Yaacov Agam with an example of his kinetic art.
Park West Gallery wishes Yaacov Agam a happy birthday!
The man considered to be “the Father of Kinetic Art” turned 87 on May 11, and for just over 40 of those years, has worked with Park West Gallery. To mark the occasion, the gallery would like to reflect on working with the accomplished artist over the past four decades.
Agam was born May 11, 1928 as Yaacov Gipstein in Rishon LeZion (formerly Mandate Palestine). He began studying art at the Bezalel School in Jerusalem, and in 1949 moved to Zurich, where he remained for two years before moving to Paris where he currently resides.
He is the son of a devout Rabbi and Kabbalist, an origin that continues to serve as inspiration for his art. He says he took a chance at his first one-man show in Paris in 1953 to introduce what he calls the “fourth dimension” of art to audiences – time – actively engaging viewers and encouraging them to move or touch it, and as a result actually change the artwork as they are experiencing it.
“In life you look at art and it doesn’t change, but everything changes, but you don’t know how it will change, so you have to go beyond the visible,” Agam once said. “You have to get the notion that what you see can at any moment disappear to be replaced with something else.”
As viewers move while viewing Agams’s art, it transforms before their eyes into new shapes and colors. This dynamic means that Agam’s work is in a constant state of transformation and recreation. This abstract “kinetic art” has been collected the world over and displayed in major museum shows, including a solo exhibition at the Guggenheim Museum in New York in 1980.
Agam caught the attention of Surrealists, including the most famous of them all, Salvador Dali, who once met with Agam. Interestingly enough, the two share the same birthday (May 11).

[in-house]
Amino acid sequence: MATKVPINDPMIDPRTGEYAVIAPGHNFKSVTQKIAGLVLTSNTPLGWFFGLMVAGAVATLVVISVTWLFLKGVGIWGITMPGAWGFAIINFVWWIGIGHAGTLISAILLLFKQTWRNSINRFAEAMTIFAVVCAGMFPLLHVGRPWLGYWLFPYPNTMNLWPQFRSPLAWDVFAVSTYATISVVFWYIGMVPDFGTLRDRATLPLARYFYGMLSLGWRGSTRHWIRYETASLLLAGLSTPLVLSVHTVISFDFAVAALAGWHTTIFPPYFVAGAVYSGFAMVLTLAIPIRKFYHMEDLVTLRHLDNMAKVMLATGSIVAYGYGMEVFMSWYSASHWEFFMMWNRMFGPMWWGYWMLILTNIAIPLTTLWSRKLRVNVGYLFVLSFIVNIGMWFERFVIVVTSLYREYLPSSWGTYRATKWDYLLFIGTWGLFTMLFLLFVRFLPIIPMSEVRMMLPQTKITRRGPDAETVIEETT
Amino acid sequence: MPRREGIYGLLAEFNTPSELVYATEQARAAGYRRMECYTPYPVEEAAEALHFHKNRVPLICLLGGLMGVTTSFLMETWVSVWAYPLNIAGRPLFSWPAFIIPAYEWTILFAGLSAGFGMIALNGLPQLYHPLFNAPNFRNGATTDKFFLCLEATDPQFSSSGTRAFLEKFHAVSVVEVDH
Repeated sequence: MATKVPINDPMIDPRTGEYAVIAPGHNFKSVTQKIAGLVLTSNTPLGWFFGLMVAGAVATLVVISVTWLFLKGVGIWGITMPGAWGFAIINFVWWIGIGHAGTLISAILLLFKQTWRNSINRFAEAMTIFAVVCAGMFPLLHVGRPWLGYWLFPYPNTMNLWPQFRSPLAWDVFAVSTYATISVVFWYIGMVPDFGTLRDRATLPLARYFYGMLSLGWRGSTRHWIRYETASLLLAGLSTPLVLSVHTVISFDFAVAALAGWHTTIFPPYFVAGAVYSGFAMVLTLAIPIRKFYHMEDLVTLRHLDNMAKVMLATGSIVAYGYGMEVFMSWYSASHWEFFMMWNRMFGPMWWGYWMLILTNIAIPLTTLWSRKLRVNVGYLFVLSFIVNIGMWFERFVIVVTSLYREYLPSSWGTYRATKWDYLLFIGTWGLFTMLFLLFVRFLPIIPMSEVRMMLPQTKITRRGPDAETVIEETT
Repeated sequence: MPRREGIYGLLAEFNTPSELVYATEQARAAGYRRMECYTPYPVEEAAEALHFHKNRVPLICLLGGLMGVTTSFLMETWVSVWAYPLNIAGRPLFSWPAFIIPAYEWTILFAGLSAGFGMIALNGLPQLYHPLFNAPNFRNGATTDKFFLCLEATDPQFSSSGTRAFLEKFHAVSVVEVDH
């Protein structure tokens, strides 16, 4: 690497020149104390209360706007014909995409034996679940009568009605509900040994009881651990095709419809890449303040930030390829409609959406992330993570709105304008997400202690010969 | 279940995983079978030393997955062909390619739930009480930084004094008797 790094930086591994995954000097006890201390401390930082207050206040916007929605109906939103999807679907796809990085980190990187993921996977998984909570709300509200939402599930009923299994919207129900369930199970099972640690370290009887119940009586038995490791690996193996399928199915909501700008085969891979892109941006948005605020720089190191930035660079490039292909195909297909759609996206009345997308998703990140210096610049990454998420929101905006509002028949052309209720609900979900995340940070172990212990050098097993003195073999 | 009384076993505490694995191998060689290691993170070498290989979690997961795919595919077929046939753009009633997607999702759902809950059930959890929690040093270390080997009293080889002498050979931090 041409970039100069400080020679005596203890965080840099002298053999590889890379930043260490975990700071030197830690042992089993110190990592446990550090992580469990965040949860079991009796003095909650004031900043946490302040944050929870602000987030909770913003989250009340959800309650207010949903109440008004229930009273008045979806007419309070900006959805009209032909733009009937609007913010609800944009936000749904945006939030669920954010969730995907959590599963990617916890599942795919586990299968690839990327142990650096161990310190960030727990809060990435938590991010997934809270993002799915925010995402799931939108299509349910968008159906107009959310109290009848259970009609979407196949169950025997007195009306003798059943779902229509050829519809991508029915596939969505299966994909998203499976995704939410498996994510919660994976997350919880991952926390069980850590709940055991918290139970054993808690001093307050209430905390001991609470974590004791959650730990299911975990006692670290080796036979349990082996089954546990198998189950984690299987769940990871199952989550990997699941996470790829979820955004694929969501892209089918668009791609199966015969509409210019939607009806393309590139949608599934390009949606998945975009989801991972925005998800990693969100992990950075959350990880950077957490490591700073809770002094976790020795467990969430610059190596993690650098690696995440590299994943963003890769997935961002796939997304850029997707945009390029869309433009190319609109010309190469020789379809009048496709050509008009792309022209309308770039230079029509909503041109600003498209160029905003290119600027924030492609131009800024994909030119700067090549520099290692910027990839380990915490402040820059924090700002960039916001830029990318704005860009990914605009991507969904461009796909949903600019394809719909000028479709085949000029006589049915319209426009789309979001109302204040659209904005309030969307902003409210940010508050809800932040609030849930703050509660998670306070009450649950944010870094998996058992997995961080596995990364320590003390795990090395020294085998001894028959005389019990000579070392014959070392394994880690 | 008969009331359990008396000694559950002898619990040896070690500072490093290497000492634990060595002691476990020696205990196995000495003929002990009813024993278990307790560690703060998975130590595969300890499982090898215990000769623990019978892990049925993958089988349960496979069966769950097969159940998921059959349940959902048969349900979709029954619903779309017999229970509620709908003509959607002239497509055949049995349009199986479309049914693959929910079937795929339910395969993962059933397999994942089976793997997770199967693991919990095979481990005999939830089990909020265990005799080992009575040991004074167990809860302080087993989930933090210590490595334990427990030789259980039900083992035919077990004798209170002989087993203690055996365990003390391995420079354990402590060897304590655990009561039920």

Park West Gallery Founder and CEO Albert Scaglione was first introduced to Agam in 1974 through Blanche Fabry, the owner of a gallery in Paris, and world-renowned architect I. M. Pei. However, Scaglione took two years of preparation to develop a plan to approach Agam about being his art dealer. Since that time Park West has become the largest and most important art dealer of the art of Agam.
“I’ve been with him for almost 40 years, it’s been an absolute joy,” he says.
Agam’s art includes paintings, drawings, sculptures, architecture, jewelry, musical compositions, ceramics and graphic works. Over the years, Scaglione has witnessed Agam’s progression as an artist. Agam’s original conceptual and spiritual approach to his art continues to evolve to this day. More recently, he has created digital artwork using computers, such as interactive kinetic art demonstrated on a tablet device.
“Agam is the kind of artist that if you can dream it and imagine it, he can do it,” Scaglione says.
Agam standing in front of his “Fire and Water Fountain,” also known as the Dizengoff Square Fountain.
Agam’s accomplishments are as numerous as they are varied. His installed sculptures can be found worldwide, he has created the world’s largest menorah, and even made Algemeiner Journal’s “Jewish 100” list for positively influencing the Jewish community. Among his achievements was the presentation of one of his Agamographs, “Faith,” to Pope Francis in 2014.
The artist was once commissioned by Georges Pompidou, president of the French Republic from 1969 to 1974, to create an entire room of polymorphic and metapolymorphic works for the Pompidou Museum. Agam describes it as a painting that one can walk into and explore.
Agam also has the honor of being the highest-selling Israeli artist. His kinetic oil painting, “Growth,” sold for a record-breaking $698,000 in a Sotheby’s auction on December 15, 2010.
He has earned multiple accolades and awards during his career, including the Chevalier de l’Ordre des Arts et Lettres (1974); an Honorary Doctorate of Philosophy from Tel Aviv University (1975); and the Medal of the Council of Europe (1977). In 1996, he was awarded the Jan Amos Comenius Medal by UNESCO. He was even invited to speak as a guest lecturer at Harvard University in 1968.
Pope Francis is presented with Agam’s “Faith,” an Agamograph, on May 26, 2014.
Agam has also used his art to help children with visual learning. He wrote and developed the Agam Program for Visual Cognition that, according to the Weizmann Institute, has been implemented in roughly 90 Israeli preschools and in elementary schools.
“He’s got a lot of fight in him, in terms of fighting to get his works done, fighting to keep his works going, fighting to see that his works are everywhere,” Scaglione says.